6.50%

3

11-15 years

Moderate

Selected deep value stocks, selected small-cap stocks, selected growth stocks, selected dividend stocks, selected real estate investment (REIT) funds, long-term bond funds

8.25%

4

16+ years

High

Aggressive micro-cap stocks, aggressive small-cap stocks, aggressive growth stocks, selected individual REITs, precious metals and PM stocks

10.00%

TOTAL**

7.60%

*Note that the size of each pool is not equal, but determined by the amount of money needed for that period of time, net of any income to meet all financial needs, including estimated inflation.
**Conservatively estimated, weighted average pre-tax return needed to make 5.09% after taxes; assumes an increase from current combined state/federal tax rates.
***At the point they are paying at least 5%, nontaxable state and federal.


Because I tend to agree with market masters such as John Mauldin and Warren Buffett that the total market indexes are likely to underperform their historical averages for the next decade or more, I've decided to stay with individual stocks, bonds, and focused funds. (That's not to say indexing is a bad strategy. If you have neither the time nor the interest, you can bet with the house. But me? I'm a stock jock through and through!)

Risk will also be reduced by maintaining a higher-than-normal cash position (15% to 20%), which I can use to buy irrationally devalued investments when either individual stocks or the general market stumbles.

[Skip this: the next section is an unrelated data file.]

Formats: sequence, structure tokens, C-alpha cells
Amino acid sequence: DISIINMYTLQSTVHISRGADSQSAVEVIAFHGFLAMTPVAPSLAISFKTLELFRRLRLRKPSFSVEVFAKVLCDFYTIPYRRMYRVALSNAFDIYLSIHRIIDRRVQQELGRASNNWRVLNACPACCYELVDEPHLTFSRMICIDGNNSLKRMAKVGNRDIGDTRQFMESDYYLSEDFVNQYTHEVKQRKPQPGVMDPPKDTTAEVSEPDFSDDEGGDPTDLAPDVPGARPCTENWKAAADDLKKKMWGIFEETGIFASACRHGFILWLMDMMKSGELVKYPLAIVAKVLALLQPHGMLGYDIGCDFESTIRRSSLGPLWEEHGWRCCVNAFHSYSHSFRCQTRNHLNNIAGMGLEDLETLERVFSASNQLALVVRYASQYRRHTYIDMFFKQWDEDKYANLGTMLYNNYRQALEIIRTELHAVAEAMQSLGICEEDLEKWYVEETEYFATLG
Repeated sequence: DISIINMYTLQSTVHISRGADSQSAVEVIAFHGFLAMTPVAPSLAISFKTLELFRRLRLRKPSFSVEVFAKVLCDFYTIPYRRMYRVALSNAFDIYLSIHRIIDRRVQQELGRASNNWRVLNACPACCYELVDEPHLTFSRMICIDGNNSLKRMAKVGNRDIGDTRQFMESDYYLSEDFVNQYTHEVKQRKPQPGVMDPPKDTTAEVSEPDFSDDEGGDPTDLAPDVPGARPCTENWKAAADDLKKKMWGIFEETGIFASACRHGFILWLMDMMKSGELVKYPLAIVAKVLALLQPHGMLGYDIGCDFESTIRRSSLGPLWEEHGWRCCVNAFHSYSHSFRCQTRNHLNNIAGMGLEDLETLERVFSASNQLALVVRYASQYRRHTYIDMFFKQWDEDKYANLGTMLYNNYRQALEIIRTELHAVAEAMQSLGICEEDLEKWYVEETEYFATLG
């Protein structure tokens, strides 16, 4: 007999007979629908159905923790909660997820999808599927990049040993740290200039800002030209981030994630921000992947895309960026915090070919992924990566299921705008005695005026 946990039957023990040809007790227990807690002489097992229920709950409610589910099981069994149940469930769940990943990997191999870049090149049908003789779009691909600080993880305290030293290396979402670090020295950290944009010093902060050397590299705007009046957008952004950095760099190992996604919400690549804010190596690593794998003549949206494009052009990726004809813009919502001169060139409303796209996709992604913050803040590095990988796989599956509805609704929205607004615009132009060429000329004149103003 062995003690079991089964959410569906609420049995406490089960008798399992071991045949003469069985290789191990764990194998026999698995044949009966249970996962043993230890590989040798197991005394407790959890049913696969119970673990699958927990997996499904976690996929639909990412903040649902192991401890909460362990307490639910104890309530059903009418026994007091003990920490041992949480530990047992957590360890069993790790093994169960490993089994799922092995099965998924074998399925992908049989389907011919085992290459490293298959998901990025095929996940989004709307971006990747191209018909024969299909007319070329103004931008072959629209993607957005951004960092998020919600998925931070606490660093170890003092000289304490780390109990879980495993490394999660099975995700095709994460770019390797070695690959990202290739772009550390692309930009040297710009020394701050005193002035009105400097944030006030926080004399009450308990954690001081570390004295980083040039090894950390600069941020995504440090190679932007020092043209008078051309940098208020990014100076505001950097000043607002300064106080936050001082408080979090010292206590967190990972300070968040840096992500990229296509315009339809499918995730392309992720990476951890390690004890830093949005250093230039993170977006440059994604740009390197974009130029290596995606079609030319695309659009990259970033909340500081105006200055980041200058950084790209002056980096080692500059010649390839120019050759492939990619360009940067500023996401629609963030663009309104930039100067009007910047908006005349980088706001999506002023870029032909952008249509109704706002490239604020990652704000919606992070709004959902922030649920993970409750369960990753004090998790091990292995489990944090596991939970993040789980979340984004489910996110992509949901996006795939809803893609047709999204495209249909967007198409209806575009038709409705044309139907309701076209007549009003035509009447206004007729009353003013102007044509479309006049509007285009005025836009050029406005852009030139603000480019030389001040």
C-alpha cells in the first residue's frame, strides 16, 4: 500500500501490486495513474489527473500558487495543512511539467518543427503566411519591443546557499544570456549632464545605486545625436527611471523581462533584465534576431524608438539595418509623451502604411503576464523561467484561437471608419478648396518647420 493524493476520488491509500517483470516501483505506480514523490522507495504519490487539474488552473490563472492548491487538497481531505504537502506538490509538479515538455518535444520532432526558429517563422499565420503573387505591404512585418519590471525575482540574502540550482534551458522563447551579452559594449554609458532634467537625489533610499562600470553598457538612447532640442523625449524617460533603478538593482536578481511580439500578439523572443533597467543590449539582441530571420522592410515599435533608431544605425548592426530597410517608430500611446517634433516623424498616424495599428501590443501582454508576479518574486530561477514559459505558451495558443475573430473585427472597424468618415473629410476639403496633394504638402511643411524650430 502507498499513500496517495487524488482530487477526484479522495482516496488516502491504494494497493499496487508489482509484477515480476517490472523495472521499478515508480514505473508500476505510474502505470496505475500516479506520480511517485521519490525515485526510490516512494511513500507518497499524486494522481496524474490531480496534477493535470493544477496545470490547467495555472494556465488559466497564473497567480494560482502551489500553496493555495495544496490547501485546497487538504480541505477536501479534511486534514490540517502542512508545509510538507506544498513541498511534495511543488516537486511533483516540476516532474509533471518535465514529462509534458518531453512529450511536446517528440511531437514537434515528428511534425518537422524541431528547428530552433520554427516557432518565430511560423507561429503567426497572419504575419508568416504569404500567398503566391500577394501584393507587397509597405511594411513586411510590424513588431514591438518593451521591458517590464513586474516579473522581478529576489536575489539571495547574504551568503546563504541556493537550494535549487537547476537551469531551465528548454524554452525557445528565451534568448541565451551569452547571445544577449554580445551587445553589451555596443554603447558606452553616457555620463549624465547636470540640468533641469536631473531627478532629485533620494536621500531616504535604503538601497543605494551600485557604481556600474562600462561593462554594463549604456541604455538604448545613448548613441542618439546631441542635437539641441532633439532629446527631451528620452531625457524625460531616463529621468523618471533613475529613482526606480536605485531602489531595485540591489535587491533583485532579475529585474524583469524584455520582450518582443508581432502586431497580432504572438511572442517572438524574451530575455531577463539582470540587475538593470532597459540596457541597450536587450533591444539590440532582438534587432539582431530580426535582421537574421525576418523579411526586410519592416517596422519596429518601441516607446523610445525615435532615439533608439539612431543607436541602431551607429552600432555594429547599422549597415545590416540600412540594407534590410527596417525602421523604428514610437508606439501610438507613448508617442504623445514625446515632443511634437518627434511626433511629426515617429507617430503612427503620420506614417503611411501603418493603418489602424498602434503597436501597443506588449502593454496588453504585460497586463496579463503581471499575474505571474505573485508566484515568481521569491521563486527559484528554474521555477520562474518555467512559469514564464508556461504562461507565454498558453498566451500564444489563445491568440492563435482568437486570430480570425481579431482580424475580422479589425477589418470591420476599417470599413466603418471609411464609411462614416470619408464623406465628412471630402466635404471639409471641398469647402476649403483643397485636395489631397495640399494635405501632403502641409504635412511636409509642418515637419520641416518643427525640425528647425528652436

Filling the pools
Let me reiterate: I love this stuff. For those who might not be as enthused as I am, you can fill the pools by researching an index fund. Vanguard Target Retirement 2015 (VTXVX), for instance, provides low-cost index exposure to several corners of the market. The fund is made up of Vanguard Total Stock Market Index (FUND:VTSMX), Vanguard Total Bond Market Index (FUND:VBMFX), Vanguard European Stock Index (FUND:VEURX), Vanguard Pacific Stock Index (VPACX), and Vanguard Inflation-Protected Securities (VIPSX).

I'm willing to put in the time and energy to fill my own pools, so I turn to individual stocks. And that's the difficult part -- which public companies are deserving of your much-needed dollars? I get several of my ideas from The Motley Fool's newsletter services, and today I'll share two of them with you. For the small- and micro-cap allotment, Hidden Gems has steered me toward superior investments. Hidden Gems often feature great growth prospects, strong balance sheets, and significant levels of insider ownership. Sleep Number bed maker Select Comfort (NASDAQ:SCSS), a Hidden Gems recommendation, is a stock I hold in my portfolio that fits this bill.